“It also cannot really change how much fans worship their idols. It is only trying to guide fans to follow competitive sports and its stars in a reasonable, rational and healthy way,” said Prof Xi, who has studied the growth of fan culture in China.

But “fan culture” should not be seen as a derogatory term, he said, adding that he does not see the zeal that Chinese fans have for their sports stars as different from those in other countries.

Dr Yin Yiyi of Beijing Normal University said that highly commercialised sports in other countries, from football to e-sports, have led to mature fan management systems, such as official fan clubs.

The long tradition of Western sports fans and the high degree of commercialisation means it is easier to manage and cultivate fans, said Dr Yin, who researches fan and popular culture.

“Although such Western sports fan culture also has problems such as name-calling, the rules to manage them are relatively clear,” she said.

Comparatively, in China, there is almost no tradition of competitive sports fans, and the early football and basketball fan bases were not large, she said. China’s professional national football league kicked off 30 years ago, in 1994, and the Chinese Basketball Association league was founded a year later.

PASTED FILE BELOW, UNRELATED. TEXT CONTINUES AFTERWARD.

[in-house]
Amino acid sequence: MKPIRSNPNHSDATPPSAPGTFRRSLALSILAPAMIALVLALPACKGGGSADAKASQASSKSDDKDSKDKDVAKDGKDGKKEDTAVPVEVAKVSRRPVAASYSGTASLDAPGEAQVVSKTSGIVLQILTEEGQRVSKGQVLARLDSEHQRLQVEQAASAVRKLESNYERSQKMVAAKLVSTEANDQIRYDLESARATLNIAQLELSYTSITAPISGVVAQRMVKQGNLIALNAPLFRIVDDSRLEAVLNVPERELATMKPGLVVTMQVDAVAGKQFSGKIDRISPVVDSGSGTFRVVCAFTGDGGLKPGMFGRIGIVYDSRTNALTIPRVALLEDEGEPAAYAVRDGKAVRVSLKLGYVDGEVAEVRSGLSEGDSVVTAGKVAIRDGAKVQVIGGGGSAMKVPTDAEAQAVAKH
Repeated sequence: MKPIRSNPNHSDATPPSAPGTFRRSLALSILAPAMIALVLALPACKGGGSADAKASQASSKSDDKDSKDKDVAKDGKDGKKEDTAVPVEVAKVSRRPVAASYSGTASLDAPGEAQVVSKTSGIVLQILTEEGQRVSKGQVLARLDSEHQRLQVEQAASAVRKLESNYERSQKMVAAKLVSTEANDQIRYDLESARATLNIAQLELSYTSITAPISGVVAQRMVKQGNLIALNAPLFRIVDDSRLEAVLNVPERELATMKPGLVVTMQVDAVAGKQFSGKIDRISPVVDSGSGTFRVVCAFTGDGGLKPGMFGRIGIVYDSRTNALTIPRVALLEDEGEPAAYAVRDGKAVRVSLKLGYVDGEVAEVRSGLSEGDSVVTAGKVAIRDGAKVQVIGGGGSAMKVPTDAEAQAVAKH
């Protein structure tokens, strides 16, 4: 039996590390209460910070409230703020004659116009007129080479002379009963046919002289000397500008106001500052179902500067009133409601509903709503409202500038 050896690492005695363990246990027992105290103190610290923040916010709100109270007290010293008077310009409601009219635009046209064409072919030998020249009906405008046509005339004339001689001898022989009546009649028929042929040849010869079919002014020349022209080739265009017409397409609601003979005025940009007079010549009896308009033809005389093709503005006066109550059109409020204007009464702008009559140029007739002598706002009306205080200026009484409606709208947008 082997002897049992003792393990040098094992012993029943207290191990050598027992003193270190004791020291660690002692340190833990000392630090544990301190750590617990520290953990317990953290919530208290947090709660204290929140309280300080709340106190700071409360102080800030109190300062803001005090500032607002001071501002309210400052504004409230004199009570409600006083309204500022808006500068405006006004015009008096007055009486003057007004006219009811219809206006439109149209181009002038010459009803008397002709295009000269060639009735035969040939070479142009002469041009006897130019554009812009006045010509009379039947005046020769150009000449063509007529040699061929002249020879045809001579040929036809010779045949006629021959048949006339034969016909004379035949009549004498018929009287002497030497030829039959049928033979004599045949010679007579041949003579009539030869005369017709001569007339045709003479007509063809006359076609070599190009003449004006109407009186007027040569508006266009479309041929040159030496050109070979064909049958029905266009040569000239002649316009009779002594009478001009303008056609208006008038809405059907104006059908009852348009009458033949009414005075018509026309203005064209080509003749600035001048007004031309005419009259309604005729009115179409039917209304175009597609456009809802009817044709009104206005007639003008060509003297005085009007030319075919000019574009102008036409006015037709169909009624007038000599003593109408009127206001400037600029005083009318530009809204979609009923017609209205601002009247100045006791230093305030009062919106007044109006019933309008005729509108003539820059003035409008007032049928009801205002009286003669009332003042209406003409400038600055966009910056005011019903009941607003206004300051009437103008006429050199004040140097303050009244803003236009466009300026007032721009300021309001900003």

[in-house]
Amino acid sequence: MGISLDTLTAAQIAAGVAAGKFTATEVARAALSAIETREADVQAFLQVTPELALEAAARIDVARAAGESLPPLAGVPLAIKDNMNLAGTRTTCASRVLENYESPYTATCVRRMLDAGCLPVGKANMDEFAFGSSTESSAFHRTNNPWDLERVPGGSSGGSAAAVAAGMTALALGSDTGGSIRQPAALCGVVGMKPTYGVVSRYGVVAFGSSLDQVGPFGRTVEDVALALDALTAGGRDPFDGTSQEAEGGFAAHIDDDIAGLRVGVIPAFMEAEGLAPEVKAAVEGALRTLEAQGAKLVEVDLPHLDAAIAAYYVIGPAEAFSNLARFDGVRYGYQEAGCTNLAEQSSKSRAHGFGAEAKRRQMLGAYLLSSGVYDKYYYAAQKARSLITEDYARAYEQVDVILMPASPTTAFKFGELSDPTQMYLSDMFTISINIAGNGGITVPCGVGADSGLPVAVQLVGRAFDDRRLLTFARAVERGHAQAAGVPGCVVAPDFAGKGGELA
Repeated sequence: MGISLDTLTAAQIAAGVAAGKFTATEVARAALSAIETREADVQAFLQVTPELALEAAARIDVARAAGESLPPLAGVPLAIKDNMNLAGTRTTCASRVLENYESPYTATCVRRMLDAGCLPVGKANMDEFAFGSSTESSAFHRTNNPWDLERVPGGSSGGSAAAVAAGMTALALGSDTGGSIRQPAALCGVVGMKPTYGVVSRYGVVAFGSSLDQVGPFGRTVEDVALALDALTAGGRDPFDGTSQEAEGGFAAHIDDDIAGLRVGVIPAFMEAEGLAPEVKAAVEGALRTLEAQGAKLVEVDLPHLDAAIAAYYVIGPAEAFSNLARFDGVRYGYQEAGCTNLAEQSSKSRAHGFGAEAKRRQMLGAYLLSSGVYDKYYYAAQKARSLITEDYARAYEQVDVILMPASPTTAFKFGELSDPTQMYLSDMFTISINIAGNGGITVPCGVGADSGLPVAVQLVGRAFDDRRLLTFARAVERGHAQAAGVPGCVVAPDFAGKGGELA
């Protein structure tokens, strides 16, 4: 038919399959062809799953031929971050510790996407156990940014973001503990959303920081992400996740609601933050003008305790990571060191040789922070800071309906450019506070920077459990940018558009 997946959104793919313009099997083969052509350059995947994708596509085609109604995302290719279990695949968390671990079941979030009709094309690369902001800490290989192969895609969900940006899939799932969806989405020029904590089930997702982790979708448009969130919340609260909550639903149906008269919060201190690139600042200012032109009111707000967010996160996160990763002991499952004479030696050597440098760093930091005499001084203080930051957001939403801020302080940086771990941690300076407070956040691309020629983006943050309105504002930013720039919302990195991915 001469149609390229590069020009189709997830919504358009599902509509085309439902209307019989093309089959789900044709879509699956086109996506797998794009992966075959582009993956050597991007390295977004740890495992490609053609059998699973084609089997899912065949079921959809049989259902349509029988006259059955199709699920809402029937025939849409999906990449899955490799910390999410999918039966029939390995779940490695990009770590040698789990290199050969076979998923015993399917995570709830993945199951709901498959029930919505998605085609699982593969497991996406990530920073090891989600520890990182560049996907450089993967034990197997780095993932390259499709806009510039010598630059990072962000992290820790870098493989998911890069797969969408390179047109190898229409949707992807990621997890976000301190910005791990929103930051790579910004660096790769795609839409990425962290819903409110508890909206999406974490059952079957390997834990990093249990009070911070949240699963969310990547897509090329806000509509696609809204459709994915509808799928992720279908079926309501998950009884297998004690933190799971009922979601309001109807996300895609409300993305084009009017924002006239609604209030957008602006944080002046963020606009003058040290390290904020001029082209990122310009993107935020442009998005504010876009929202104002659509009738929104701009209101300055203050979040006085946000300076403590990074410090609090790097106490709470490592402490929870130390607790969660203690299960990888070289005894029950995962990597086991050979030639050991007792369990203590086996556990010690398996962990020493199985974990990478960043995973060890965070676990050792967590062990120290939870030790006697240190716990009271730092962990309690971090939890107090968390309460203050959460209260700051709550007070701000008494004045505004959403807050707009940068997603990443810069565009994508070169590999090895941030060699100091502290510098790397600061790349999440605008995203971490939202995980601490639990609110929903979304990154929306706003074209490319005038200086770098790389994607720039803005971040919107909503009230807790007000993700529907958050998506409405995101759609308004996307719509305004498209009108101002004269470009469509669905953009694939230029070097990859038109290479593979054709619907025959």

Fan and support culture was almost entirely introduced by idol culture in the entertainment field. “Concepts such as ensuring their idols are trending on social media and pseudo-intimacy between fans and idols are brought to competitive athletes, making it more difficult to manage,” added Dr Yin.

Mr Zhang, a long-time industry observer, added that as public figures, athletes also have to bear a share of the responsibility, in how they conduct themselves and guide fans on the right behaviour.

“For instance, they can influence fans on how to best express their views on competition results, promote the principle of sportsmanship and how best to accept wins and defeats.”